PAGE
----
What the Alabama Archives is doing is a good example of what should happen across the Gulf South, Panther said. What are now Alabama, Mississippi and Louisiana are the ancestral homelands for many Southeastern tribes, but most of those tribes were forced to move further west during the Indian Removal Act.
“I think that [Alabama will] probably always be one of those states simply because they were a huge landmark for us in our homeland,” Deanna Byrd, the NAGPRA coordinator for the Choctaw Nation of Oklahoma who has worked with the state of Alabama for years, said. “So, you know, Mississippi, Louisiana, Alabama will probably always remain open because we work with federal agencies on a regular basis down there.”
So what happens when tribes get their objects back?
Byrd said for many tribes, that’s private. For one, certain ceremonies are part of closed religious practices, but tribes also don’t want to give people information that could lead to looting.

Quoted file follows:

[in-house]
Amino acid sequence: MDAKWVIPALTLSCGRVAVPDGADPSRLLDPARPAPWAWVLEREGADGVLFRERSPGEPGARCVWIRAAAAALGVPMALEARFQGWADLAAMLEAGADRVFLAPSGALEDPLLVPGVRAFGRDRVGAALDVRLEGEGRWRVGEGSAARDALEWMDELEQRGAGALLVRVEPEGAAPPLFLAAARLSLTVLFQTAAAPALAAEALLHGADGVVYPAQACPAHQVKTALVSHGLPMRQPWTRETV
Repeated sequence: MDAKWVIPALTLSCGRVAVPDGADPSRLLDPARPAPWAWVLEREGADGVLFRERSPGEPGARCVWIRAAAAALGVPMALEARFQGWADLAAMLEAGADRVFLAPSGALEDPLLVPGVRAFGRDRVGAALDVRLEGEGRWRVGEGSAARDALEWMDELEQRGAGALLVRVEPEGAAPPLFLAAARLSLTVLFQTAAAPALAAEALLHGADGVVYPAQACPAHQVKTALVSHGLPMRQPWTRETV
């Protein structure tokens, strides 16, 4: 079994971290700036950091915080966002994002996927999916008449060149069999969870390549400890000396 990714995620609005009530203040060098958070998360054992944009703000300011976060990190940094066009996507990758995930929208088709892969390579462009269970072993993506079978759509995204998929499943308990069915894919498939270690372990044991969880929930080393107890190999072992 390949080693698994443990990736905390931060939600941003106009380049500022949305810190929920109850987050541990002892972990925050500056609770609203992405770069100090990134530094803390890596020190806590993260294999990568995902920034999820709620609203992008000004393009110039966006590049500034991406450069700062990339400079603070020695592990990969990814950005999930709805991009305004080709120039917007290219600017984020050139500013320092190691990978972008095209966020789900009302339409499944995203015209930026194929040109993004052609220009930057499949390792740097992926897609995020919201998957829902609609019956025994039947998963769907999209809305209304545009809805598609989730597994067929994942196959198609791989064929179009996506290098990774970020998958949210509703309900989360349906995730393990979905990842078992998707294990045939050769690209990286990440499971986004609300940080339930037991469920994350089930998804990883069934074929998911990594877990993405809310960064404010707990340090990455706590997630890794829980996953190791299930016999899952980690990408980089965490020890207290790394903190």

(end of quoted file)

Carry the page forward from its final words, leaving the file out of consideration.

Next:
Byrd said working on repatriation has its ups and downs; when it’s good, it’s exciting to make connections and progress with different institutions — and it’s gotten better over time.
“When I took this position in 2015… I visited with many elders that had this role before, both in our tribe and other tribes. I heard a lot of really horrendous stories,” Byrd said. “I was a little scared, to be honest, because I didn’t know the climate. Over the course of the time that I’ve served in this role, I was really pleased to understand that it’s completely different.”
But sometimes it weighs on her.
“There’s days where it’s a little bit more heavy when you have to make a… decision about something that you were never really intended to make,” Byrd said.
Like how to care for someone’s ancestors. But even when it’s heavy, Byrd said there are gratifying parts of the process, too.
“We pray with these ancestors and we do all of the legal paperwork—the admin stuff. But there’s also a spiritual component,” Byrd said. “And so it’s very rewarding and there’s a sense of joy and being able to keep that promise that they’re going to be able to find peace again.”